7. Dealing with police and opposition

In addition to presenting a great Rally program for the people who arrive on December 1st, you also want to be prepared for others who may be present:

Working with police at the Rally

Generally speaking, the police will be cooperative and friendly. They’re there to keep the peace and ensure that your civil rights—including your rights to freedom of speech and assembly—are respected.

Choose a specific police liaison to whom all police interaction will be referred. This should not be the Rally emcee, who will be busy on stage, but one person who will be available to police at any time.

The police liaison should have the police non-emergency number on speed dial. Also on speed dial should be the number of the Thomas More Society Pro-Life Law Center: 312-782-1680.

Always treat the police with utmost respect. Let them talk first, and do not interrupt. Nothing turns a law enforcement officer against you more quickly than being interrupted.

Do your best to comply with reasonable directives from police, but don’t give them the opportunity to restrict your activities or location by asking too many questions. For example, if they ask you to reduce the volume of the P.A., do so, but don’t go out of your way to seek approval for the new volume level, risking an order to turn it down more.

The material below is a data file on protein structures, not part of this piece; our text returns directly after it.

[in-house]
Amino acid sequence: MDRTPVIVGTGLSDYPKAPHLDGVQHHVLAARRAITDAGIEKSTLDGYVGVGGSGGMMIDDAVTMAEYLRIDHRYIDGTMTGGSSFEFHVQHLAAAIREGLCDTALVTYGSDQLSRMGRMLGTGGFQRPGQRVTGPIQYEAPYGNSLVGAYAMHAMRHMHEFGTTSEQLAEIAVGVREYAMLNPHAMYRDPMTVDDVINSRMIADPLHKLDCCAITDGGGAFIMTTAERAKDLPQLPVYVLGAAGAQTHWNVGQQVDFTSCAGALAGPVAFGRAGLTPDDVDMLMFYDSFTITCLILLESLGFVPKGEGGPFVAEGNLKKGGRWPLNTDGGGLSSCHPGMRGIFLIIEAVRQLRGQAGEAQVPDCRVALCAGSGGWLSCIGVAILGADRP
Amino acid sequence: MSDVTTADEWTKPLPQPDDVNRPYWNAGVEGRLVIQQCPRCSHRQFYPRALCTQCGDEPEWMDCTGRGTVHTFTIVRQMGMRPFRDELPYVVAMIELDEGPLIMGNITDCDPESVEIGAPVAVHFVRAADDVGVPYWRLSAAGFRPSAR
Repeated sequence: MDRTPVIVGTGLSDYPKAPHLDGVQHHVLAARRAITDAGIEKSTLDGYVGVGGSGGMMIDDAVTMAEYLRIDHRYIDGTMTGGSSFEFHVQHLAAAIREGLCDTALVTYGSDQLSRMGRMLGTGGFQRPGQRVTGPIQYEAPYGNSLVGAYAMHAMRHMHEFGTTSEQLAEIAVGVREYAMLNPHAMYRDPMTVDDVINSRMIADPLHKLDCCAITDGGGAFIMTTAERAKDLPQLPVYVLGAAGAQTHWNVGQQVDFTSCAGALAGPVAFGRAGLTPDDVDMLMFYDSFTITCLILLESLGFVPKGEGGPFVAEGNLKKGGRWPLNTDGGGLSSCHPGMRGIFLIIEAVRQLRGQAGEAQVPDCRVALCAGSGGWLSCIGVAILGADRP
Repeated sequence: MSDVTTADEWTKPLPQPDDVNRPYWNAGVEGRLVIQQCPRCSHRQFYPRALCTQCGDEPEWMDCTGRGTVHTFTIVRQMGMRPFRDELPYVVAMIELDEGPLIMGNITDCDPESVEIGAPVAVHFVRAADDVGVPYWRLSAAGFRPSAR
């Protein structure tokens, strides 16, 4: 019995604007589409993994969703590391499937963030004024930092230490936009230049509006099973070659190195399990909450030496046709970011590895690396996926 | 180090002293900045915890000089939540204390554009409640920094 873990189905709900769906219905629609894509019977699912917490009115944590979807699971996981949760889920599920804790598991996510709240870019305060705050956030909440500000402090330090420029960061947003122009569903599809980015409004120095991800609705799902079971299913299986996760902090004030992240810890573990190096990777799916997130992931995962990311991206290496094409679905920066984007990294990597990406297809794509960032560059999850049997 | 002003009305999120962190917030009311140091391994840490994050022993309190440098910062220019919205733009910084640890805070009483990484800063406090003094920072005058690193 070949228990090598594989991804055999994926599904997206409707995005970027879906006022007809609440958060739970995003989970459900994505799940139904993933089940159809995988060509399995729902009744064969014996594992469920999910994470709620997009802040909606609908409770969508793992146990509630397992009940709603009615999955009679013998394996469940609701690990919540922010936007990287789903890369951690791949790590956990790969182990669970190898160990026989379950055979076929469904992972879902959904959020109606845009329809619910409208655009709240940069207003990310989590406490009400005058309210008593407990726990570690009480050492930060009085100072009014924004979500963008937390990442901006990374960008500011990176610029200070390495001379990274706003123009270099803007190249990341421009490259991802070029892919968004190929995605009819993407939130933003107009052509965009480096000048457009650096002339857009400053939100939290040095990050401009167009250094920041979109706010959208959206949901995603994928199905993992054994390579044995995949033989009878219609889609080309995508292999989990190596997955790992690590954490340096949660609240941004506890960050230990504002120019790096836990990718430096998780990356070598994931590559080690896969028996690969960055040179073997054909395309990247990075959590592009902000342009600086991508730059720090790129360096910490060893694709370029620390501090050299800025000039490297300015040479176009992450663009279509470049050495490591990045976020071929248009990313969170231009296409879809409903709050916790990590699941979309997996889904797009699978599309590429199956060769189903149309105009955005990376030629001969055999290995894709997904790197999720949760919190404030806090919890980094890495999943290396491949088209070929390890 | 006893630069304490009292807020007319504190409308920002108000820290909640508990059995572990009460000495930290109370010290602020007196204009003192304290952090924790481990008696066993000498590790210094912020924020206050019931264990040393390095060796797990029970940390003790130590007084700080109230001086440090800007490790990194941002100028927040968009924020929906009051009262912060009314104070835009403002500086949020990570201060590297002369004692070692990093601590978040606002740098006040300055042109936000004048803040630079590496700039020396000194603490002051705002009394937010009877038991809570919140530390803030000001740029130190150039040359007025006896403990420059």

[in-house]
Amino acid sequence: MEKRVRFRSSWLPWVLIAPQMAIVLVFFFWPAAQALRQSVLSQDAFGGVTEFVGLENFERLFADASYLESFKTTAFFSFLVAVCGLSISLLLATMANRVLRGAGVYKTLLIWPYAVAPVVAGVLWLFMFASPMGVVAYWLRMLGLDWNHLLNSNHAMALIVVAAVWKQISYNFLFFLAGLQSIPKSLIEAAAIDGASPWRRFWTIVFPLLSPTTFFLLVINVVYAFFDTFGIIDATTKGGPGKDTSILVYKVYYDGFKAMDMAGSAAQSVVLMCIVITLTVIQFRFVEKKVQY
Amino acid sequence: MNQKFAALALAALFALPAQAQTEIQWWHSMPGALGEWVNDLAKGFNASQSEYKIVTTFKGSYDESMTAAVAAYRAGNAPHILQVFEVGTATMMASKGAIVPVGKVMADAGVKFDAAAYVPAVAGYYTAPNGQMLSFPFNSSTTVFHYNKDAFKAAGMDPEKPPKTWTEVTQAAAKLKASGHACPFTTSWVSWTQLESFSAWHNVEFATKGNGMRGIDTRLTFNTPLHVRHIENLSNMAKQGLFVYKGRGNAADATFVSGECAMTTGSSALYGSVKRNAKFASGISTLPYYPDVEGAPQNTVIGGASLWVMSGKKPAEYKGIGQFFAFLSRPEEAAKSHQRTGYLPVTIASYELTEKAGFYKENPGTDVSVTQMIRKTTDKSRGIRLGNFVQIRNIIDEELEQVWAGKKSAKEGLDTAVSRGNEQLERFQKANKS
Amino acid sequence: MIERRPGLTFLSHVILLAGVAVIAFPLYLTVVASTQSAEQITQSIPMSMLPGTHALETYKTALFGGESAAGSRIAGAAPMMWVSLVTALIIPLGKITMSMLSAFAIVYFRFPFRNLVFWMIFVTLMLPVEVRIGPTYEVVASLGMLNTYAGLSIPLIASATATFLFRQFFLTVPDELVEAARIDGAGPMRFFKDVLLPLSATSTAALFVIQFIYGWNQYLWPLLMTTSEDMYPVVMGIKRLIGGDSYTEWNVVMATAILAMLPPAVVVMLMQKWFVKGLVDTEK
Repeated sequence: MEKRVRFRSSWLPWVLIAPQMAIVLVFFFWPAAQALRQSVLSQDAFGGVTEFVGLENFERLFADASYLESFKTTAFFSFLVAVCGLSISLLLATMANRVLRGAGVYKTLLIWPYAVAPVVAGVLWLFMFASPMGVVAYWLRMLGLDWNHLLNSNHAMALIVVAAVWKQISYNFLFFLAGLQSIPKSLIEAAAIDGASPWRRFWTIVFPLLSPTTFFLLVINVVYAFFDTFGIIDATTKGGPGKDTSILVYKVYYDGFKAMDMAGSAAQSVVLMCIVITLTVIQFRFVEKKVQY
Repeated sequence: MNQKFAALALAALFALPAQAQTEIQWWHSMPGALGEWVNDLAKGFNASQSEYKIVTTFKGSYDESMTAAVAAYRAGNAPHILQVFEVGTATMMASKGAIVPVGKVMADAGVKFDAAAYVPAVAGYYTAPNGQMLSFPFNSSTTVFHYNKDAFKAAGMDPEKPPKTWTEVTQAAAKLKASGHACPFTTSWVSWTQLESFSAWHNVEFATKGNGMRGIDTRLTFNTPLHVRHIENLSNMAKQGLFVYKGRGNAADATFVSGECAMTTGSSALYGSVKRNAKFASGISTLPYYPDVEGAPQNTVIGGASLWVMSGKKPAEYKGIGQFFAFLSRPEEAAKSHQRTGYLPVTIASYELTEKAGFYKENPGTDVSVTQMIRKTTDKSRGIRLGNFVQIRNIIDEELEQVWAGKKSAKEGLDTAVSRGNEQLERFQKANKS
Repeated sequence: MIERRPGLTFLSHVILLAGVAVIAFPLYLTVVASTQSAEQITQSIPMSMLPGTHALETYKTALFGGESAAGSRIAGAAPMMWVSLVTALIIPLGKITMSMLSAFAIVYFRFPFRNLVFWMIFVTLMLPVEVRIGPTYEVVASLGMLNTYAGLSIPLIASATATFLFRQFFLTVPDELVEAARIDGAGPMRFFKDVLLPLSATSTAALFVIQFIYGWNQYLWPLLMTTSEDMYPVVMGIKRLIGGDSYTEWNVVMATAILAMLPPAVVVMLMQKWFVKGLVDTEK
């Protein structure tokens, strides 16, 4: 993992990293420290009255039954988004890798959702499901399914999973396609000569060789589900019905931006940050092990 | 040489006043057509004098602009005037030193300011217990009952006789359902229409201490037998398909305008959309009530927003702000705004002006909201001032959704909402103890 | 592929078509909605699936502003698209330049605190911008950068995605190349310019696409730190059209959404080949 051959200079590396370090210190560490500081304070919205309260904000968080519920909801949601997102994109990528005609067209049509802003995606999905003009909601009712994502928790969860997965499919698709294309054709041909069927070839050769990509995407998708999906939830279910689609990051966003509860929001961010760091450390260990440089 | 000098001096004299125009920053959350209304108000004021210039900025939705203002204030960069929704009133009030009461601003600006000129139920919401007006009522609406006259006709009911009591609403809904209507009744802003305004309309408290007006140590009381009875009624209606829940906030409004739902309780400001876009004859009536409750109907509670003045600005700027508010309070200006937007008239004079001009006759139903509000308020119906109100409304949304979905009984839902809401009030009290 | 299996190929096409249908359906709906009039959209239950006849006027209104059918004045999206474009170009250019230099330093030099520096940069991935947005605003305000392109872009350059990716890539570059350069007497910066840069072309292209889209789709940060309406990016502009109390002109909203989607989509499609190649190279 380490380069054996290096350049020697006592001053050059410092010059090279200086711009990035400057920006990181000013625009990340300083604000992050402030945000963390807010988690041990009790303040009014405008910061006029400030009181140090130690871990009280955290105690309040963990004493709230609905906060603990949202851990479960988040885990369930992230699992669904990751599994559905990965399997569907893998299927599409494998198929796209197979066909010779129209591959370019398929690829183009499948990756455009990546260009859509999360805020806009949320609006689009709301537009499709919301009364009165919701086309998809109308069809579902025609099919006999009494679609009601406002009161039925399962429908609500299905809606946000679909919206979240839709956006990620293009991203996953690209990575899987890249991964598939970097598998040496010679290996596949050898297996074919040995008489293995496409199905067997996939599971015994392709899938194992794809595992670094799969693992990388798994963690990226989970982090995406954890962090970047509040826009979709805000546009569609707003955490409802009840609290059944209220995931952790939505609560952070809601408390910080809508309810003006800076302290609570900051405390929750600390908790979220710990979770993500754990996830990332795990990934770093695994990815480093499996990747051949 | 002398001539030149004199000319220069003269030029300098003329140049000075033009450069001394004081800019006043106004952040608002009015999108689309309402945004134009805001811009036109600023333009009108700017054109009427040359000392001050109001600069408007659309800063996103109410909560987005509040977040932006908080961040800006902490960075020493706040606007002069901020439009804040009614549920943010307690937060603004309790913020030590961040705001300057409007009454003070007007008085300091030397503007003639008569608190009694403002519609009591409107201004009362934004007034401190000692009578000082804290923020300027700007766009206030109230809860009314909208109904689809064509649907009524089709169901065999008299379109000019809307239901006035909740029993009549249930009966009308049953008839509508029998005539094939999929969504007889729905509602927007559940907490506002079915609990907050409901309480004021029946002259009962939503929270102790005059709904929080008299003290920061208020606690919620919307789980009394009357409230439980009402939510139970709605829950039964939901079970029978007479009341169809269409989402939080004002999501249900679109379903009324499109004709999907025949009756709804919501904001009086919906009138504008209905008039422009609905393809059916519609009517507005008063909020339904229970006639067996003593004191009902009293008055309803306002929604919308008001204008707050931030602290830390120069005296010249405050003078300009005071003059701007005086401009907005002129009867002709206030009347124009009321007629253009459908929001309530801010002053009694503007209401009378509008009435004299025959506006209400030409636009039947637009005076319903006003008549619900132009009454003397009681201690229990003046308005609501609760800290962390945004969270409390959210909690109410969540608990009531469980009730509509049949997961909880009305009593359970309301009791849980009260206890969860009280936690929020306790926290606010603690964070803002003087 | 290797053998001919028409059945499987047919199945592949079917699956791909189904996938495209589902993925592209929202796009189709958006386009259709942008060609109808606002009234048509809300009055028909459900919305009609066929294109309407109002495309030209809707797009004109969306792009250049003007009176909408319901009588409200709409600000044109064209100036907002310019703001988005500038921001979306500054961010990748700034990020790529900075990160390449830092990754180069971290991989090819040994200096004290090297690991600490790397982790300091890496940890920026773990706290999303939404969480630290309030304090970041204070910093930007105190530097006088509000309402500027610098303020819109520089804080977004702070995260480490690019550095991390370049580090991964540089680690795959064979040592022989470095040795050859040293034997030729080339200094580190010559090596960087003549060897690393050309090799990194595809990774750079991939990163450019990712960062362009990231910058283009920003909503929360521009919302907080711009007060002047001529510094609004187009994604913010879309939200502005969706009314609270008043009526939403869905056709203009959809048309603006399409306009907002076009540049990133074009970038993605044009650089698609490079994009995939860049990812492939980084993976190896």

If you believe a particular officer is making unreasonable demands, call the police non-emergency number and ask for a superior officer to come out. Do not ask the officer to do this: do it yourself.

Attorneys from the Thomas More Society (312-782-1680) will be available on the Rally day if you face a dispute with police that you are not able to resolve on your own.

In the unlikely event that you cannot resolve a dispute with the police, it is wiser to “obey today and sue tomorrow.” But don’t tell the police that this is your intention. Respectfully say that you believe the order is unjust, but that in the interests of moving forward with the Rally, you will comply.

But again, your interactions with police are likely to be positive. So after the Rally, be sure to thank them for being there and keeping things safe.

Dealing with counter-protestors

Many first-time rally organizers are concerned about having to face opposition in the form of counter-protesters, and given the historic nature of this day, some may indeed show up at your event.

But even if counter-protesters appear, conflict is unlikely. They’ll hold their signs and chant their chants, while you conduct your Rally. If you have a permit for the Rally space, you’ll have the advantage of the police having legal grounds to keep them at a distance.

If opposition does disrupt the Rally, call the police to take care of it. If violence is threatened in any way, immediately call 911.

Don’t let Rally participants “mix it up” with the opposition. Conversations are okay, but screaming matches are not. The goal of any interaction with opponents should be to charitably share our message and open doors.

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